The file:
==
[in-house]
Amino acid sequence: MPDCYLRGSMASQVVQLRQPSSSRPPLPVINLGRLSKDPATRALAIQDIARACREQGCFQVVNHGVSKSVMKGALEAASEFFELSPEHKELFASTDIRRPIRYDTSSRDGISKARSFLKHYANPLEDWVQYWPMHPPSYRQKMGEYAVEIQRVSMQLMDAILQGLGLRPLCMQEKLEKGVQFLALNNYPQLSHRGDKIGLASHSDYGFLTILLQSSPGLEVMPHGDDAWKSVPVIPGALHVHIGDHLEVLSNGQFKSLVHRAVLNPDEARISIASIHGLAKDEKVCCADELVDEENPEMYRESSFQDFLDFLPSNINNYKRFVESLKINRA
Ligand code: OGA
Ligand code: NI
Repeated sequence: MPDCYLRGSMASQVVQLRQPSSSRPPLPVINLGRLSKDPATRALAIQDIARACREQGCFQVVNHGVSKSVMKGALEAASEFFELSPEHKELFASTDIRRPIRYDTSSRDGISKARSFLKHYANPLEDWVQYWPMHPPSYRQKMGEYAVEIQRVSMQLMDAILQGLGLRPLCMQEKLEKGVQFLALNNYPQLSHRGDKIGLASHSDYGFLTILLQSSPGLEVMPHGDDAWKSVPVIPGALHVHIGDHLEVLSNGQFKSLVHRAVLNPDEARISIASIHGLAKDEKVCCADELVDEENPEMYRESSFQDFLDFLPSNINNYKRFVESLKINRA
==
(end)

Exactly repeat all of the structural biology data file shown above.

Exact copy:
[in-house]
Amino acid sequence: MPDCYLRGSMASQVVQLRQPSSSRPPLPVINLGRLSKDPATRALAIQDIARACREQGCFQVVNHGVSKSVMKGALEAASEFFELSPEHKELFASTDIRRPIRYDTSSRDGISKARSFLKHYANPLEDWVQYWPMHPPSYRQKMGEYAVEIQRVSMQLMDAILQGLGLRPLCMQEKLEKGVQFLALNNYPQLSHRGDKIGLASHSDYGFLTILLQSSPGLEVMPHGDDAWKSVPVIPGALHVHIGDHLEVLSNGQFKSLVHRAVLNPDEARISIASIHGLAKDEKVCCADELVDEENPEMYRESSFQDFLDFLPSNINNYKRFVESLKINRA
Ligand code: OGA
Ligand code: NI
Repeated sequence: MPDCYLRGSMASQVVQLRQPSSSRPPLPVINLGRLSKDPATRALAIQDIARACREQGCFQVVNHGVSKSVMKGALEAASEFFELSPEHKELFASTDIRRPIRYDTSSRDGISKARSFLKHYANPLEDWVQYWPMHPPSYRQKMGEYAVEIQRVSMQLMDAILQGLGLRPLCMQEKLEKGVQFLALNNYPQLSHRGDKIGLASHSDYGFLTILLQSSPGLEVMPHGDDAWKSVPVIPGALHVHIGDHLEVLSNGQFKSLVHRAVLNPDEARISIASIHGLAKDEKVCCADELVDEENPEMYRESSFQDFLDFLPSNINNYKRFVESLKINRA